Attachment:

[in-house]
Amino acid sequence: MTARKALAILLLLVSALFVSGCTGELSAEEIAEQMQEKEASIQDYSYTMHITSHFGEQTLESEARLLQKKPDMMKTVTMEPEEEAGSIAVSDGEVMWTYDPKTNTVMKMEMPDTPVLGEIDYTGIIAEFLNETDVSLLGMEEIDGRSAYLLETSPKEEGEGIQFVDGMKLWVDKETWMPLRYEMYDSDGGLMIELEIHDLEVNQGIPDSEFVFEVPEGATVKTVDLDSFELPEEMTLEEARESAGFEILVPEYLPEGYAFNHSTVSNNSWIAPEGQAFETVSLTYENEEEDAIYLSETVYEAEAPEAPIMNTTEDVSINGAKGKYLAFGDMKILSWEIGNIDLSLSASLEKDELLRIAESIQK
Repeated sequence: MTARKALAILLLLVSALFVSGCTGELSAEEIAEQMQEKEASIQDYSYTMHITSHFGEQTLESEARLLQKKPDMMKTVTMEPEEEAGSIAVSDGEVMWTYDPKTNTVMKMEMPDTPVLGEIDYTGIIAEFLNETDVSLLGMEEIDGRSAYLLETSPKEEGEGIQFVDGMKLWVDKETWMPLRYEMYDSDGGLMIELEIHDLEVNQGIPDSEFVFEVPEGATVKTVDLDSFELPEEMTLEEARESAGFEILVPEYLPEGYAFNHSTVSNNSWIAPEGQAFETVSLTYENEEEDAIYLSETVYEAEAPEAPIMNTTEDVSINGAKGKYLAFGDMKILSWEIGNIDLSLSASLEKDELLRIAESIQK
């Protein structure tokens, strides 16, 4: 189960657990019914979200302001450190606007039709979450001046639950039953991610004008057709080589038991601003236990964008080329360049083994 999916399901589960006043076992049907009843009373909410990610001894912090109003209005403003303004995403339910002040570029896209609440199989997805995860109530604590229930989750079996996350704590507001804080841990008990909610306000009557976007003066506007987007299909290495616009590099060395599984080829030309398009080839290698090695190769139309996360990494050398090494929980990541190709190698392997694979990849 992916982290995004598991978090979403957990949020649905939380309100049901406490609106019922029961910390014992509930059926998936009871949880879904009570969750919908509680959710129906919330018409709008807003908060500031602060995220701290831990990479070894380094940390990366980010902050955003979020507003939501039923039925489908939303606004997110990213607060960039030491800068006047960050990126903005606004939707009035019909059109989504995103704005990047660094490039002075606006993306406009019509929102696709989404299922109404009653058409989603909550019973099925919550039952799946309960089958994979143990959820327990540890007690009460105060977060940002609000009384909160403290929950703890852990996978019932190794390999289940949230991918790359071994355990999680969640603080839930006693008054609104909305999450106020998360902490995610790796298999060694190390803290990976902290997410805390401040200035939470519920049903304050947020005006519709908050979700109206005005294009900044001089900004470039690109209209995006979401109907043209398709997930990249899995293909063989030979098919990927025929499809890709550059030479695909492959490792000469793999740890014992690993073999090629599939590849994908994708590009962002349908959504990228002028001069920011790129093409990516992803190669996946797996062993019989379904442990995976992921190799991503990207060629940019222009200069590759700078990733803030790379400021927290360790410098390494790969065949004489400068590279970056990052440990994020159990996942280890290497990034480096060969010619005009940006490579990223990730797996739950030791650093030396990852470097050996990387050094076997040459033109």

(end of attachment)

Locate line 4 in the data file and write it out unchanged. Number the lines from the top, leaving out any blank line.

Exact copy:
């Protein structure tokens, strides 16, 4: 189960657990019914979200302001450190606007039709979450001046639950039953991610004008057709080589038991601003236990964008080329360049083994 999916399901589960006043076992049907009843009373909410990610001894912090109003209005403003303004995403339910002040570029896209609440199989997805995860109530604590229930989750079996996350704590507001804080841990008990909610306000009557976007003066506007987007299909290495616009590099060395599984080829030309398009080839290698090695190769139309996360990494050398090494929980990541190709190698392997694979990849 992916982290995004598991978090979403957990949020649905939380309100049901406490609106019922029961910390014992509930059926998936009871949880879904009570969750919908509680959710129906919330018409709008807003908060500031602060995220701290831990990479070894380094940390990366980010902050955003979020507003939501039923039925489908939303606004997110990213607060960039030491800068006047960050990126903005606004939707009035019909059109989504995103704005990047660094490039002075606006993306406009019509929102696709989404299922109404009653058409989603909550019973099925919550039952799946309960089958994979143990959820327990540890007690009460105060977060940002609000009384909160403290929950703890852990996978019932190794390999289940949230991918790359071994355990999680969640603080839930006693008054609104909305999450106020998360902490995610790796298999060694190390803290990976902290997410805390401040200035939470519920049903304050947020005006519709908050979700109206005005294009900044001089900004470039690109209209995006979401109907043209398709997930990249899995293909063989030979098919990927025929499809890709550059030479695909492959490792000469793999740890014992690993073999090629599939590849994908994708590009962002349908959504990228002028001069920011790129093409990516992803190669996946797996062993019989379904442990995976992921190799991503990207060629940019222009200069590759700078990733803030790379400021927290360790410098390494790969065949004489400068590279970056990052440990994020159990996942280890290497990034480096060969010619005009940006490579990223990730797996739950030791650093030396990852470097050996990387050094076997040459033109």